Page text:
It’s about Natalie Bieule, who did every Open workout as prescribed with a prosthetic right leg at CrossFit Siege in Florida. And it’s about Frances Ehrmin, who finished 14.5 at 42:05, doing her one-rep-max thruster 84 times at Always Forward CrossFit in Ohio. And 55-year-old Hugh Atkin, who recorded 76 reps on 14.1 hours after managing his first double-under in Toronto, Canada. And it’s about Brendan Ferreira, a retired Army staff sergeant who lost his left arm below the elbow, is blind in his right eye and deaf in his left ear because of a suicide bomber. He nearly lost his legs during his recovery process; doctors told him he’d be lucky to walk again. Ferreira did every Open workout—except 14.2—as prescribed at CrossFit SeeKonk in Massachusetts.
Elite CrossFit athletes are “gladiators, symbolic of the greater community and all of its achievements,” Glassman said.
They’re representative of each drop of sweat that falls and each PR that’s made at more than 9,000 affiliates worldwide, he continued.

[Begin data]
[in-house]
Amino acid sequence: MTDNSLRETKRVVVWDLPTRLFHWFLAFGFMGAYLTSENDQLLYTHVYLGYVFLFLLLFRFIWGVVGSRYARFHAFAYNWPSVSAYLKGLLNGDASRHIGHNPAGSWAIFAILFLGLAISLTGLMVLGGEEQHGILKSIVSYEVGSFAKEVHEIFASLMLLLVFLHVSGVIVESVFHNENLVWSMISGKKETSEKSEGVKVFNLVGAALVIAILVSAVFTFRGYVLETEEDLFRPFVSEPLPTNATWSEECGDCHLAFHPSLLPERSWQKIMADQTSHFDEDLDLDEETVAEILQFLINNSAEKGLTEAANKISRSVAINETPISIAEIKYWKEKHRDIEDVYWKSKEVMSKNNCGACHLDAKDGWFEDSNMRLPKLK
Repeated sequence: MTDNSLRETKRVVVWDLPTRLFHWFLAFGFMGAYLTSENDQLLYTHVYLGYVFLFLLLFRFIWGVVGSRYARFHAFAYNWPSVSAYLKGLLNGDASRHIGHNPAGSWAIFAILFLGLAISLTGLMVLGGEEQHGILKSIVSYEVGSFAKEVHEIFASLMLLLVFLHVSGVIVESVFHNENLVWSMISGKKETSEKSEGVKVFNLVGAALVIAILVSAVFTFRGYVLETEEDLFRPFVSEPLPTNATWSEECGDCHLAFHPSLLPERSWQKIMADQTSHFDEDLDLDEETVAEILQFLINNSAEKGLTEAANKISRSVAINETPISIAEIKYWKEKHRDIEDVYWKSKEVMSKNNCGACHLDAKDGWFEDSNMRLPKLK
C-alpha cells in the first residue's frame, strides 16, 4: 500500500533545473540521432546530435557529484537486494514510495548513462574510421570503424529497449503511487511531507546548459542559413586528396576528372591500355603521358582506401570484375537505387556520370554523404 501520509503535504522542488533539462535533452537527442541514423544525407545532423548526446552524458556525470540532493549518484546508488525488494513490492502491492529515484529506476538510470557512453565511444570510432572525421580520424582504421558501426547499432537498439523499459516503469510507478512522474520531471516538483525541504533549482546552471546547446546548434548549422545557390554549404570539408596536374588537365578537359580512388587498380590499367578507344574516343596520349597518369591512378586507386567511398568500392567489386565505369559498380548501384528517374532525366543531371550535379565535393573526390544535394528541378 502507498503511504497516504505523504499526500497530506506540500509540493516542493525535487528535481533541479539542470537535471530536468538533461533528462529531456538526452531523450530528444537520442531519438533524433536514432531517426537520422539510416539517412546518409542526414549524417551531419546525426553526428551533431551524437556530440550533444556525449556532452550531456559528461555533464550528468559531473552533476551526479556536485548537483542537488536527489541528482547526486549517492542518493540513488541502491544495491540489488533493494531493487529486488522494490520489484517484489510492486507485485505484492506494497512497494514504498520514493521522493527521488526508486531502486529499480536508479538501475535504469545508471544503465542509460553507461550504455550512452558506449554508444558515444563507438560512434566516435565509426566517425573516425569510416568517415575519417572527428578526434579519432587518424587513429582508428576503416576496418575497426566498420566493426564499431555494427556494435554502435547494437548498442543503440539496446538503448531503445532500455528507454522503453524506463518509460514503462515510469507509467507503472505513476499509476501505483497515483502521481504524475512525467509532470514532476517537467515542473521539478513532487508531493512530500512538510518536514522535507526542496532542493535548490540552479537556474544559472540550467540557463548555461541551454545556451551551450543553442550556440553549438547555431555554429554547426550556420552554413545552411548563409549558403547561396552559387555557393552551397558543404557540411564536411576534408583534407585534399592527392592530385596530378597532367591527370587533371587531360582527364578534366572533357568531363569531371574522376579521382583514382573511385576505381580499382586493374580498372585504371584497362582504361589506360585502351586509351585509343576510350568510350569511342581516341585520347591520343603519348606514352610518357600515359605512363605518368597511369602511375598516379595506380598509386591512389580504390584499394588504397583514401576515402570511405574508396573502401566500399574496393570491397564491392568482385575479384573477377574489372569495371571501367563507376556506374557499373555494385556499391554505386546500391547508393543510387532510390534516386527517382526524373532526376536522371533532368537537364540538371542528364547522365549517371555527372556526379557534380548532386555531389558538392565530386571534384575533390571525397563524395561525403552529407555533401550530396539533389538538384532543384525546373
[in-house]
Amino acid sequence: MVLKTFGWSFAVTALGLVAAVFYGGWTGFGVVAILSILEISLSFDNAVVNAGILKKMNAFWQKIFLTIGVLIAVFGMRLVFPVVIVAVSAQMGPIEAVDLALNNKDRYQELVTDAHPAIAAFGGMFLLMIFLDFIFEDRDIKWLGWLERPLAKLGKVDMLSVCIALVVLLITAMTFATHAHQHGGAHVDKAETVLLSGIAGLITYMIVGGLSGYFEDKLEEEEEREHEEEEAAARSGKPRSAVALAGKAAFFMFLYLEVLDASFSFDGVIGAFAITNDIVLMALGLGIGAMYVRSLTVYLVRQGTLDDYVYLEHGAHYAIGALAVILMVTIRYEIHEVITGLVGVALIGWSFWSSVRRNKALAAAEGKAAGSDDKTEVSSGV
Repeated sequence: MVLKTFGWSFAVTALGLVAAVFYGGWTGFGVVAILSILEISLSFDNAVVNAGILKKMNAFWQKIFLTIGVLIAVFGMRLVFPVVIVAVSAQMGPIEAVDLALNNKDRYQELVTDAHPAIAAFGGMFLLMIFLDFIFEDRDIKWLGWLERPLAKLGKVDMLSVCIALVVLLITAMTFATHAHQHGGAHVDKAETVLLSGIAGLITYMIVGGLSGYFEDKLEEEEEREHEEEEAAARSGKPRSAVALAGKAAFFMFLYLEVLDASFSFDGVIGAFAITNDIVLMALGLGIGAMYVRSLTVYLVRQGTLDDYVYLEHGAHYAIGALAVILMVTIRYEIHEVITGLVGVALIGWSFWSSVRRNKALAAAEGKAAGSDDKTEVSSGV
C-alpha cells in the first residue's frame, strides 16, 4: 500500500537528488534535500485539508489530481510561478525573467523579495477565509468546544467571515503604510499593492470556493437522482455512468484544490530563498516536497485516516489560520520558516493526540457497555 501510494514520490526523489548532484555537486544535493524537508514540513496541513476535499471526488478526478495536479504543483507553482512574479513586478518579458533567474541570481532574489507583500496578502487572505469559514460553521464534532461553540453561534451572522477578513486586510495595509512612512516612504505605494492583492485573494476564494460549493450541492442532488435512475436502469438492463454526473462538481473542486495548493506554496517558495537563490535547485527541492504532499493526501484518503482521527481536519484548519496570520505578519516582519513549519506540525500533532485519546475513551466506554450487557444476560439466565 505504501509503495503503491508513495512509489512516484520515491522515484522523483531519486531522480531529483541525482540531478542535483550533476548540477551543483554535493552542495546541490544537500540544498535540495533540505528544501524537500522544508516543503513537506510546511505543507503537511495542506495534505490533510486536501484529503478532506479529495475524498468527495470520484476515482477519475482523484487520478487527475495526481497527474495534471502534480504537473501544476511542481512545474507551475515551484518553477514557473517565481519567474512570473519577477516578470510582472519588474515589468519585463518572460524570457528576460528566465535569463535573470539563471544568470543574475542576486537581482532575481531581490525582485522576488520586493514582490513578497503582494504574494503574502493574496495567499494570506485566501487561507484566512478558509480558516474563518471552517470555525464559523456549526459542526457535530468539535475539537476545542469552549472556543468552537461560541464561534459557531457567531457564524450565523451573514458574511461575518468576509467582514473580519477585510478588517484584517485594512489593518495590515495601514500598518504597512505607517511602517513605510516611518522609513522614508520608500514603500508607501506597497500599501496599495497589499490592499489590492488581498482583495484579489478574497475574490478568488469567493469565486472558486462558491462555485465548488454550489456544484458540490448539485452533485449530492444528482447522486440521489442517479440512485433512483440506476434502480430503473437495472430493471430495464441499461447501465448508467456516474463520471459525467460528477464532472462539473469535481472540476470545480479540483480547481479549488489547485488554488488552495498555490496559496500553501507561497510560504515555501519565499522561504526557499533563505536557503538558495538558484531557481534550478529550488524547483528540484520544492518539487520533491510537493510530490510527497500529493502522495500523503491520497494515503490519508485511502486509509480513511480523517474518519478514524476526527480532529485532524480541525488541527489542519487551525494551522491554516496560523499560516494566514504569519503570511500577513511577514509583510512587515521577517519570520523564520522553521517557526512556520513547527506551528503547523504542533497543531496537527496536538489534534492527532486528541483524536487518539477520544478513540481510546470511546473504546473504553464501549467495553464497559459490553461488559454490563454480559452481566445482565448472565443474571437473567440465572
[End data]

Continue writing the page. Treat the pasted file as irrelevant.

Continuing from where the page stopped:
“They’ve climbed Everest and we’re all mountain climbers.”
For CrossFit Hoka Hey, that gladiator mountain climber is affiliate owner Philip Craig, who sat in 39th place in the Southern California Region as of April 2.
Being at the Open’s final live announcement was a way to celebrate him, Cortes said.
“Our man, right here, is doing great,” she said, visibly excited, as she pointed to Craig. “It’s the last one. Let’s do it.”
Craig opened CrossFit Hoka Hey in January and is the father of three. Looking back he said traversing the state was worth it. He even got two-time Games champion Annie Thorisdottir to take a picture with his newborn, Genesis.
“Only in (CrossFit) does that kinda stuff happen, where athletes actually act like regular people and not all stuck up,” he wrote via email after the event.
“We had so much fun and met so many cool people, not to mention the most elite CrossFitters in the world.”
So if 2015’s Open announcements include a West Coast stop, expect to see the CrossFit Hoka Hey group again.
“(We) plan on taking another road trip—if it’s in Cali—next year, too.”
Also read Lacing Up and Showing Up by Lisbeth Darsh.
View the 2014 Open in Photos.